On May 19, 1849, H. Egan wrote the following letter at Fort Kearny to a friend in Kanesville, now Council Bluffs, Iowa. Egan, a member of the Church of Jesus Christ of Latter-day Saints, was bound for Salt Lake.
“Bro. Orson Hyde Dear Sir: According to promise I write to you a short sketch of my travels. . . . May 21st A few miles east of Salt Creek [Ashland, Nebraska, vicinity] met three wagons on their way back to Nodaway County, Missouri, reported that a number of their company had the measels. . . . Our company now number 57 souls, 22 wagons, 46 yoke of cattle, 21 cows, 6 horses, 5 mules, 3 young cattle, 21 fowls, 6 dogs, 1 cat. We are travelling at the rate of about 15 miles a day, feed is good, the weather very cool and our cattle are doing well. . . .
“May 31 Eight miles east of the head of Grand Island: there is one continual string of wagons as far as the eye can extend, both before and behind us. They reported a great deal of sickness in the different companies for the first two or three weeks: but now mostly enjoying good health, and our cattle are gaining. If the Platte river is low enough I think I shall cross over to the North side when I get above the head of Grand Island, in order to get out of the crowd, that I may have more sea room. This evening there is twenty nine camps in sight, numbering from fifteen to forty wagons in a company.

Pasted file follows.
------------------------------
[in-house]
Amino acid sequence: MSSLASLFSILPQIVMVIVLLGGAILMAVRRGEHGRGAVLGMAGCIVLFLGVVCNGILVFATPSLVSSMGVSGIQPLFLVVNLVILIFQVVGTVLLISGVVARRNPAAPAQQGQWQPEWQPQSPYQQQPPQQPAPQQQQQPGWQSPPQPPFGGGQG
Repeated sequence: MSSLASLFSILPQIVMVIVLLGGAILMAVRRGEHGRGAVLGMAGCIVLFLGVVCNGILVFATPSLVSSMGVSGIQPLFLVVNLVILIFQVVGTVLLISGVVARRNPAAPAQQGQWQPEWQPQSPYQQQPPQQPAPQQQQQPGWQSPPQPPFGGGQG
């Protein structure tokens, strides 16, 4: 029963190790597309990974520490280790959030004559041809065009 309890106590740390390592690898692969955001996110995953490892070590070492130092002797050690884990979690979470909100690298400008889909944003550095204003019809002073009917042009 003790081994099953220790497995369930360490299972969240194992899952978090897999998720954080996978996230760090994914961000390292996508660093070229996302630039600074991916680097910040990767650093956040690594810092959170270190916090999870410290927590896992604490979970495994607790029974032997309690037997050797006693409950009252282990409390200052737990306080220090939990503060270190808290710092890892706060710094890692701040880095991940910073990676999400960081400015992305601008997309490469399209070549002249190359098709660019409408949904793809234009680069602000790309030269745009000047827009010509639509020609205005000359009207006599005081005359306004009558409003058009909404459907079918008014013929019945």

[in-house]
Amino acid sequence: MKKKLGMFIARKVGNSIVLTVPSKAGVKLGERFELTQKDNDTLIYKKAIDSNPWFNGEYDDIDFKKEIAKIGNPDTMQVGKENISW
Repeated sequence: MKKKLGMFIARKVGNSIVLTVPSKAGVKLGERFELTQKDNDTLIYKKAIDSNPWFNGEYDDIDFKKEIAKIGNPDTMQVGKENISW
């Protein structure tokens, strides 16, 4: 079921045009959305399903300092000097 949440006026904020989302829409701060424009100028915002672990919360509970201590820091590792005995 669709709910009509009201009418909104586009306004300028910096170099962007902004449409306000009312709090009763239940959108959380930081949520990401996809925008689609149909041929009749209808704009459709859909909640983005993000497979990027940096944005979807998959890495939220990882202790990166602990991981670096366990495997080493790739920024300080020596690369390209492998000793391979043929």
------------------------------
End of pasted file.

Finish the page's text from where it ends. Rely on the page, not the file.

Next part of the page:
“June 1st We arrived at Fort Kearney about noon today: I ascertained that there had [been] 4131 wagons passed up to the last of May, and there is probably about 2000 behind us. There is some of the companies selling their wagons and packing from this place: wagons which cost $125 dollars in the States have sold for $10 to $20 dollars, bacon has been sold for one cent per pound, flour one to two dollars per hundred, and other articles in perportion.
“Captain Robert Patten of the Nodaway company who was left by his company 80 miles east from this place, died on the 29th, a few men with two wagons were left with him, part of them returned and part of them came on. It seems morally impossible for all wagons which are on the road to get over the mountains this season. I remain yours truly. H. Egan.”